MRI and Myasthenia Gravis – Myasthenia Gravis is a chronic autoimmune disease characterized by weakness of the skeletal muscles causing fatigue and exhaustion that is aggravated by activity and relieved by rest. It most often affects the ocular and other cranial muscles and is thought to be caused by the presence of circulating antibodies. Symptoms include ptosis, diplopia, chewing difficulties, and dysphagia. Thymoma has a known association with myasthenia. Contrast-enhanced MRI may be used to identify the presence of a mediastinal mass suggestive of myasthenia gravis in patients with renal failure or allergy to contrast material.

MRI and Thoracic Outlet Syndrome – Thoracic outlet syndrome is a group of disorders involving compression at the superior thoracic outlet that affects the brachial plexus, the subclavian artery, and veins. It refers to neurovascular complaints due to compression of the brachial plexus or the subclavian vessels. Magnetic resonance multi-plane imaging shows bilateral images of the thorax and brachial plexus and can demonstrate the compression of the brachial plexus and venous obstruction.

MRI and Brachial Plexus – MRI is the only diagnostic tool that accurately provides high resolution imaging of the brachial plexus. The brachial plexus is formed by the cervical ventral rami of the lower cervical and upper thoracic nerves which arise from the cervical spinal cord, exit the bony confines of the cervical spine, and traverse along the soft tissues of the neck, upper chest, and course into the arms. 

References 

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Coding Section 

Code Number Description
CPT 71550 Magnetic resonance (eg, proton) imaging, chest (eg, for evaluation of hilar and mediastinal lymphadenopathy); without contrast material(s)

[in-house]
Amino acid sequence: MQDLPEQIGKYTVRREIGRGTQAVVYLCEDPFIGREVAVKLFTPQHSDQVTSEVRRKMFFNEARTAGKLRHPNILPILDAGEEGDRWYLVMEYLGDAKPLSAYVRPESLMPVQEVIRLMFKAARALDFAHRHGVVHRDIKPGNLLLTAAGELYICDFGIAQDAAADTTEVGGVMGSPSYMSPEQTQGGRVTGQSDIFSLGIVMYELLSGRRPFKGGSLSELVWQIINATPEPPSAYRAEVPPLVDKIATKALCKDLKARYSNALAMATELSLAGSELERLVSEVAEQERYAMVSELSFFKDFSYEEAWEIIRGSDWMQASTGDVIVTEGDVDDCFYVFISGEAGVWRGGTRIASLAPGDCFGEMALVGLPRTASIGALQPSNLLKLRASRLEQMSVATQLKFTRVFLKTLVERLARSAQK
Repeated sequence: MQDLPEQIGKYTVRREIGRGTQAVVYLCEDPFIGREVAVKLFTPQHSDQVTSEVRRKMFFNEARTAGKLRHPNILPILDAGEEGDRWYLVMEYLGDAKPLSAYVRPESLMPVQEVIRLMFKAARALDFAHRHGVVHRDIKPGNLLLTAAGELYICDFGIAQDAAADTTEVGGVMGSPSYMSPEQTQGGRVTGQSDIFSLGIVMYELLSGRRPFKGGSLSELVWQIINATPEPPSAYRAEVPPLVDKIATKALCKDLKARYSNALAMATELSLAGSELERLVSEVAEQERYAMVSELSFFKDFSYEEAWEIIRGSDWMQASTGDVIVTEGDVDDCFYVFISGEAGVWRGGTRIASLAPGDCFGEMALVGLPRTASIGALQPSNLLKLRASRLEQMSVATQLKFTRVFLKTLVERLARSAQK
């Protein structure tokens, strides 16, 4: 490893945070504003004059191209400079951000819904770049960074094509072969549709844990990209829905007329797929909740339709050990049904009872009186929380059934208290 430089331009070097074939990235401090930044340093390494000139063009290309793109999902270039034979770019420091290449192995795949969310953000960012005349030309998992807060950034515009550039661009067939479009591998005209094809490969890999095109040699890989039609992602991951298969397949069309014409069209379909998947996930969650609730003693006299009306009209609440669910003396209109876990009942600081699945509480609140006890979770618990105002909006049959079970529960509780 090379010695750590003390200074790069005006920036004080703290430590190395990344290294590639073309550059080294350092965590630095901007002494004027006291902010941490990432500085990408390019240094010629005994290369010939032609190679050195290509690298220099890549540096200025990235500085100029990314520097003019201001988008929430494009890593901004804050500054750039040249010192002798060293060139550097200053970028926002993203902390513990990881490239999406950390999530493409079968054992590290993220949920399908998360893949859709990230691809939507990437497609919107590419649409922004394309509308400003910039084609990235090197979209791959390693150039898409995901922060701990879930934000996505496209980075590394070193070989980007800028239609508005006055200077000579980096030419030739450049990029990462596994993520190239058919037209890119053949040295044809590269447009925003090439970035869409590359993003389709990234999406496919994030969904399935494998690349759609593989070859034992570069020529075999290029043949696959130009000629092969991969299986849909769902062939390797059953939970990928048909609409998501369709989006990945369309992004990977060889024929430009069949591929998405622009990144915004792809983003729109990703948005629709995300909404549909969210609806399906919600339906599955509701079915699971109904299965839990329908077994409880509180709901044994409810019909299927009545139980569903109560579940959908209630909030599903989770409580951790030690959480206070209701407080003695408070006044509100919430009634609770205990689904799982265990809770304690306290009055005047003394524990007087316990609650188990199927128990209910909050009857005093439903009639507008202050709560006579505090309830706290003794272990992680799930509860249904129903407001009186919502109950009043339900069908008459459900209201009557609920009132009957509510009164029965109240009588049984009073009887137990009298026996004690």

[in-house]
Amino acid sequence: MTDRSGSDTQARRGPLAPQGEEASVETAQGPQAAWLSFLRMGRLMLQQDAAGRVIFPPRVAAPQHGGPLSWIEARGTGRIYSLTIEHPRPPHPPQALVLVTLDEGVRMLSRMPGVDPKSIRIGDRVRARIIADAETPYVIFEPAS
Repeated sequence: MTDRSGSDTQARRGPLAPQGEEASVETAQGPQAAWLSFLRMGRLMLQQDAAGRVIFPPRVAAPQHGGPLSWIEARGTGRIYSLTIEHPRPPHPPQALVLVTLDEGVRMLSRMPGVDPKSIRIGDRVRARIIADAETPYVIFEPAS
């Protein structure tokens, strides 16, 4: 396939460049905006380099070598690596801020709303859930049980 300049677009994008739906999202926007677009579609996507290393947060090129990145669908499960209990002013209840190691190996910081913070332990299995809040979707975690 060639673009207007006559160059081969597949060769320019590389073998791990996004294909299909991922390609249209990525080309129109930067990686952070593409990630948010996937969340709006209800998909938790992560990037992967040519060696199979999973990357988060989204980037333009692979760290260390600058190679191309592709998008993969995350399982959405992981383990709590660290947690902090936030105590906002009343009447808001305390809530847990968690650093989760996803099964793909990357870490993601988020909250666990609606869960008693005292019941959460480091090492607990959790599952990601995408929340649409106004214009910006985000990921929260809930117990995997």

71551 Magnetic resonance (eg, proton) imaging, chest (eg, for evaluation of hilar and mediastinal lymphadenopathy); with contrast material(s)
  71552
Magnetic resonance (eg, proton) imaging, chest (eg, for evaluation of hilar and mediastinal lymphadenopathy); without contrast material(s), followed by contrast material(s) and further sequences

Procedure and diagnosis codes on Medical Policy documents are included only as a general reference tool for each policy. They may not be all-inclusive.

This medical policy was developed through consideration of peer-reviewed medical literature generally recognized by the relevant medical community, U.S. FDA approval status, nationally accepted standards of medical practice and accepted standards of medical practice in this community, Blue Cross Blue Shield Association technology assessment program (TEC) and other non-affiliated technology evaluation centers, reference to federal regulations, other plan medical policies, and accredited national guidelines.

"Current Procedural Terminology © American Medical Association.  All Rights Reserved" 

History From 2019 Forward     

11/08/2021

Annual review, adding criteria related to cystic fibrosis, brachial plexopathy imaging and clarifying the preoperative evaluation criteria. Also updating description and references. 

11/01/2020 

Annual review, adding medical criteria for chest wall pain and other clarifications. Also updating references. 

11/26/2019

New Policy